i know – i am spoiled. of course, i did not expect to pass through the middle of the heartland, the dairyland, the plains, the land of plenty and to have a diverse and delicate gourmet experience, but being that close to corn, vegetables, grains and cows, i had my standards set high enough that i might actually receive something on a plate that tasted farm raised and had enough color to shine through the blue pallored spectrum of fluorescent lighting that haunts every diner. i realize, i may come off as a food snob, but more i find myself grateful. it occurs to me how fortunate i am to work in an industry and now live in a city and state where culinary excellence, even in the simplest of places, hinges on fresh, whole, organic, local, seasonal, and sustainable food sources. you can taste the difference, people. tomatoes that aren’t pale pink, mealy and flavorless. Strawberries that although smaller than the grocery bought flats, stain the fingers and taste sweet and heavenly. i made a soup last week with these huge gnarly carrots, just pulled from the ground, bundled with the tops on and even after boiling were the most amazing flavorful carrots i’ve ever eaten.
So on the tip of food et al, we’ve been hitting the wine bars, the sake bars, the breweries, the Saturday Farmer’s Market, dinner here and there and lots cooking at home. a few weeks back, my friend Tiffany and i went to the Portland Classical Chinese Garden where we had a traditional tea and ate a red bean mooncake to celebrate the Mid-Autumn Festival.
Joe and i have already met new people and are definitely getting some socializing done. on one such event, i even canned peaches and tomatoes w/ garlic and green peppers for sauces. first months out here out here and were discovering how to compost, rethinking everything i throw away, recycling the hell out of EVERYTHING i touch, and putting food into Ball jars for the winter! holy granola! stop me if i cease wearing deodorant, let my hair dread, get a nose or lip piercing, go on road trips to support jam bands and start practicing hacky sack in my backyard, k?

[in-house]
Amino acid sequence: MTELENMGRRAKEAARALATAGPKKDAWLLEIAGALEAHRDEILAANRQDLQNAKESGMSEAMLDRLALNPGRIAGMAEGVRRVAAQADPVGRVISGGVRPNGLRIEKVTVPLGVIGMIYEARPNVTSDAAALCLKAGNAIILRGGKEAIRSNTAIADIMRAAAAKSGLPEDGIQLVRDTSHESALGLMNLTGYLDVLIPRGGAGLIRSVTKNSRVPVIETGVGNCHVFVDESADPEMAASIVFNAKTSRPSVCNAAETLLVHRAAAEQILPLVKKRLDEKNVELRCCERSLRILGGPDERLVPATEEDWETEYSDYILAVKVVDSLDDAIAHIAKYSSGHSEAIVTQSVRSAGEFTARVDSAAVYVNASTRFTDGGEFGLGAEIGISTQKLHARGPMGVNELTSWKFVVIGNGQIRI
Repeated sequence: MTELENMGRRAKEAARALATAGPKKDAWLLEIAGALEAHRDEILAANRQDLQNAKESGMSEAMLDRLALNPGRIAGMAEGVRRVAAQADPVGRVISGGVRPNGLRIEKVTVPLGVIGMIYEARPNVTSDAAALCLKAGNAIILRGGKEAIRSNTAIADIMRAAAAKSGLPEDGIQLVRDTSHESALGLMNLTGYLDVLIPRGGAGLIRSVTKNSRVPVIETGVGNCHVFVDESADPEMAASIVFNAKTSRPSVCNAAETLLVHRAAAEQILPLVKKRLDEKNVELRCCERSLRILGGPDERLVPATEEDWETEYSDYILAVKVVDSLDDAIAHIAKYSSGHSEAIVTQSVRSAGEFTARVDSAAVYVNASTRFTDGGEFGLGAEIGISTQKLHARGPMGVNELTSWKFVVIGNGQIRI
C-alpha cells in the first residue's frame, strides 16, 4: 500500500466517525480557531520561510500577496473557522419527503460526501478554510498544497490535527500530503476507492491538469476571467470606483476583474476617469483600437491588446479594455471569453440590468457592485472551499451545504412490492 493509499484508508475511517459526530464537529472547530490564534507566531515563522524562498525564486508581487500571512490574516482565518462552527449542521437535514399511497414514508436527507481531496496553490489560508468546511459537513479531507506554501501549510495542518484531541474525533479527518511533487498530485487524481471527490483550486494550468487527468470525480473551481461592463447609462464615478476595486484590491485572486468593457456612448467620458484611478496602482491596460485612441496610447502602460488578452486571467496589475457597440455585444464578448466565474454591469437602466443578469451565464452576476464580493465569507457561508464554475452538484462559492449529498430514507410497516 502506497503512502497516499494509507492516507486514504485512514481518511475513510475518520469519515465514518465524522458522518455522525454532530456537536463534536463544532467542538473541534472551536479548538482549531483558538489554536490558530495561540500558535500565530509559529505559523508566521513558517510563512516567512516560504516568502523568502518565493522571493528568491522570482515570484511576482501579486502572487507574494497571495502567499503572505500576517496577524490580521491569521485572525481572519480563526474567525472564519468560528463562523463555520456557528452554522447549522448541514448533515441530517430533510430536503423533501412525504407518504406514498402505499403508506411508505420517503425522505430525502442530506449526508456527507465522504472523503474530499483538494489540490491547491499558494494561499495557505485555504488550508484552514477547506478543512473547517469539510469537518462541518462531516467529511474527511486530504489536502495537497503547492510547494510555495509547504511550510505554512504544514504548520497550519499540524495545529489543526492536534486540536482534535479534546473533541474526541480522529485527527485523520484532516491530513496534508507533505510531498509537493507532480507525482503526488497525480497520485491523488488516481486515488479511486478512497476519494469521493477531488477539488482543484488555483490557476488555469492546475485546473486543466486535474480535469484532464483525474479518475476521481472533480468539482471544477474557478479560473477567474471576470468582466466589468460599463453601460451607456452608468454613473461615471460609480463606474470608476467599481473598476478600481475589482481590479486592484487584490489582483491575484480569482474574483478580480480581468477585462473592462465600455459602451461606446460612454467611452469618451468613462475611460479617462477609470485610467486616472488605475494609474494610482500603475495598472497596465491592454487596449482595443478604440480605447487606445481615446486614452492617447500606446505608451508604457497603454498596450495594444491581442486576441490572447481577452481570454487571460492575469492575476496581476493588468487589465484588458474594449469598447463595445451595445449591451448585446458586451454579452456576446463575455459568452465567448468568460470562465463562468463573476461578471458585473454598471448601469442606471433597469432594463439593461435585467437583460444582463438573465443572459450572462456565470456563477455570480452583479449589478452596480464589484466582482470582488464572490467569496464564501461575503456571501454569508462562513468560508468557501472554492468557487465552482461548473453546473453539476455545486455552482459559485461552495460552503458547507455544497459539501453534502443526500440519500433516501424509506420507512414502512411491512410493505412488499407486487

One of the prettiest parts of the trip – The Columbia Gorge . . .
i’m the impatient type. i’m the girl who wants to feel established and settled the minute i set foot in a new situation. i crave quick learning and acclimation and seem to give myself a bit of hell if i don’t have all my systems, rituals and routines in place. Joe’s sister, Laura reminded us (me, really, who needs the patience and the temperance) that we are setting up a HOME, not just a house or living space, so i should just ease into it without spazzing out too much. but yes, the “house” is mostly setup and the “home” bit is starting to warm in me. we have been sleeping fitfully in a new king-sized bed, (Odin’s all about it too!) the weather has been stellar to mild, with yes, some rain here and there though we’ve apparently entered the rainy season. But Indian Summer came and went in full-swing (it was in the 90’s a few days in the first weeks of arrival and not a drop of rain) and i am certainly enjoying my little garden, deck space, cool mornings, quiet breakfasts and tea in a sunny kitchen, dinners & wine with my Joe and friends. it’s all been quite good. And i know it’s going to be at least a year until all things truly settle, i have a solid base of friends, a job i enjoy and can get all the way around socially and physically without getting lost.
As for our immediate locale – there’s a little coffee house nearby and as we walk down to it, we get a clear view of Mt. Hood, and off to the left, Mt. St. Helens (which i read are two “active” stratovolcanos, kind of “exciting”). there are pear trees along the walk, overflowing and dropping in the grass – ah, the spoils. In our yard, we have roses lining the wooden fence, blueberries, raspberries, tomatoes, fennel, ferns, lavender, rosemary, sage, hydrangea and little bursts of wild flowers. In fact, this year i am putting in Spring bulbs and next year, i think i will revive the tomatoes, put in cucumbers and plant squash.
i put out hummingbird feeders and they’ve come and i put out a regular seed feeder and the loudass squawking Scrub and Stellar Jays (plus some sweet Chickadees) have depleted it twice. the squirrels are plentiful – one (or a party of several) gnawed through our Comcast dropline to the house, so we had to have our internets fixed the first few days here. they also chase and skitter across the length of our roof top and you can hear the entire scrabbling pursuit from room to room. This drives Odin wild! Bad little tree rats!